So, if you're not using a flash, and have no control over the lighting, there are only a couple of things you can do to get faster shutter speeds in lower light (unless you want underexposed images).

1. Increase ISO speed (which will increase noise).

2. Don't use as much zoom (because more than twice as much light reaches the sensor through the lens at it's wide angle setting, versus full zoom).

See this thread for a discussion on factors impacting low light performance:

http://www.stevesforums.com/forums/v...amp;forum_id=2


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Old Nov 30, 2004, 1:31 PM   #6
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Well, for one after moving from Sony dsc-v1 to dsc-w1 I noticed differences in the way the camera handles. Try properly locking the focus first by half pressing the shutter and waiting for lock, then firing the shot.

This certainly has caused me some blurry & missed shots cuz W 1 fires immediately after you press the shutter - not necessarely waiting for focus to lock properly.

Just my 2C,

Juha
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Old Nov 30, 2004, 1:36 PM   #7
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yes but what happens if it is day , with the sun shining ( so plenty of light ) , when u shoot somehting that is moving and the camera has no manual controls for shutter speed? you will have allways blur? ( well lets say that u dont want to use ISO more than 50 or 100 ) . The camera does not understand that you want to freeze the object,so what should he do ?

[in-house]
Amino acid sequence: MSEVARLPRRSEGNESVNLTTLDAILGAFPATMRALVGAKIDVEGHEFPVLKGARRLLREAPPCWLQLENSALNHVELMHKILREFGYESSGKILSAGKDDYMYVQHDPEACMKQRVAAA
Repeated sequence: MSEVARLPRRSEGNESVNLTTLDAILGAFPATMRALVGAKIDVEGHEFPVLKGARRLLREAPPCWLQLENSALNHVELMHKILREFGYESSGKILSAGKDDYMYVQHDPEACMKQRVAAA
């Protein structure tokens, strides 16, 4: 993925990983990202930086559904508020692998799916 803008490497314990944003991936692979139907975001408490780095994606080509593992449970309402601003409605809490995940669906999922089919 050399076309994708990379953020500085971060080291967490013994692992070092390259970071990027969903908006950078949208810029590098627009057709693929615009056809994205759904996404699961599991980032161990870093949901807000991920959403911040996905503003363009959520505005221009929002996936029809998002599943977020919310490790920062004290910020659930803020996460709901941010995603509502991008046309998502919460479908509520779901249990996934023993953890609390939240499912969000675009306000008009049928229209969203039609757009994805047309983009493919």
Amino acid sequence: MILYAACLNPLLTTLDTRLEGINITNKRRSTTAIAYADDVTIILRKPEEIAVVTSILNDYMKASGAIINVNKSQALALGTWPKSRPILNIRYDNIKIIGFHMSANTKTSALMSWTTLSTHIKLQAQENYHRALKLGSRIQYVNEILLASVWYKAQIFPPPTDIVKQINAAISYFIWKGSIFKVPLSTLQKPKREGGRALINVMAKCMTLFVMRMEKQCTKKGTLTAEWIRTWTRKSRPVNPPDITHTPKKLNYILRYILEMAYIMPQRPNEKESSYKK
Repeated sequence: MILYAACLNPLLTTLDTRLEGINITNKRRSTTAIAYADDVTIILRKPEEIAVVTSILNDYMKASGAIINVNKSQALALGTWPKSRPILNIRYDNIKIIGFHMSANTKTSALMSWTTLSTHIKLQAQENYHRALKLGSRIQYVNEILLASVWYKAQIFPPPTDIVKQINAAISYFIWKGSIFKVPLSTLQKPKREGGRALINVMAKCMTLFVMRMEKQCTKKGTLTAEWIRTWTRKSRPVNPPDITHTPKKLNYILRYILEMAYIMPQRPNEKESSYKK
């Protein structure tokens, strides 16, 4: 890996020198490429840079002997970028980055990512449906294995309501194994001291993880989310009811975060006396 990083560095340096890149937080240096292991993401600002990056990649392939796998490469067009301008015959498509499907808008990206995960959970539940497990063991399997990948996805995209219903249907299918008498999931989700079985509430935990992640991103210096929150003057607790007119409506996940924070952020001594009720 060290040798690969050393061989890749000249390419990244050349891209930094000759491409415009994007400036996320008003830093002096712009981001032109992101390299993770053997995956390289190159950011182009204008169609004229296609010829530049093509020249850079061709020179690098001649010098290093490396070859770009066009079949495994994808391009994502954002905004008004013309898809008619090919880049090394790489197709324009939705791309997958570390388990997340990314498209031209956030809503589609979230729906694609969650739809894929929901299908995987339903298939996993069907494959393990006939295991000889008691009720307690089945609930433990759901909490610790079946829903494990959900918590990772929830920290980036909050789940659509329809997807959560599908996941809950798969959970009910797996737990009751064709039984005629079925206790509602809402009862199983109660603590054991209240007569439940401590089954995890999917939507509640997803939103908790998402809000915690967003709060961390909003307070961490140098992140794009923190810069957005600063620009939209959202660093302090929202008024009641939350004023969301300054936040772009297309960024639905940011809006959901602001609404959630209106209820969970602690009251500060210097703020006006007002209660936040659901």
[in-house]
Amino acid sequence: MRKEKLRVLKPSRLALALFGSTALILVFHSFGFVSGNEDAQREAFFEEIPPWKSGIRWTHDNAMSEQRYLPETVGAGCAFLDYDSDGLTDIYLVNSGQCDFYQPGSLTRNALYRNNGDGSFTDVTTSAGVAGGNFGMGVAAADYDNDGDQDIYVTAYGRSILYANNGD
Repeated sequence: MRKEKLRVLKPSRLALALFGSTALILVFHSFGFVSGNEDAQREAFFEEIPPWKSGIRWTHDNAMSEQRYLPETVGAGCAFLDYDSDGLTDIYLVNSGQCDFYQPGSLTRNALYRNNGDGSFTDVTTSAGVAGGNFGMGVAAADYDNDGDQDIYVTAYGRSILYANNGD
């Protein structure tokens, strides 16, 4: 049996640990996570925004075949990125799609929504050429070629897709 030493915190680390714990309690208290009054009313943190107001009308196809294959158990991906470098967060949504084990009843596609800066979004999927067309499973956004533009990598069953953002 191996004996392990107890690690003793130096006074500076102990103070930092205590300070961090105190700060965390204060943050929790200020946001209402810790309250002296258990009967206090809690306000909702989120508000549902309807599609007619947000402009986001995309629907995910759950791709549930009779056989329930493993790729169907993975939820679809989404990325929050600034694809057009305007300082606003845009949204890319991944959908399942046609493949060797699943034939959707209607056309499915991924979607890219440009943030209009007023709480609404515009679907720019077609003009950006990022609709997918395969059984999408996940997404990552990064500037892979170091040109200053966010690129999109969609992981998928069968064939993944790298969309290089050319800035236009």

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Old Nov 30, 2004, 1:49 PM   #8
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george_ wrote:
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yes but what happens if it is day , with the sun shining ( so plenty of light ) , when u shoot somehting that is moving and the camera has no manual controls for shutter speed? you will have allways blur? ( well lets say that u dont want to use ISO more than 50 or 100 ) . The camera does not understand that you want to freeze the object,so what should he do ?
If the sun is shining with plenty of light, then shutter speeds will be relatively fast anyway.

But, if you do have a situation with so much light thatthe camera is selecting the smaller versus larger aperture (and the W1 only has two, with the value changing depending on the focal length), and you're not satifisied with the shutter speeds you are achieving, then you could switch to full manual exposure.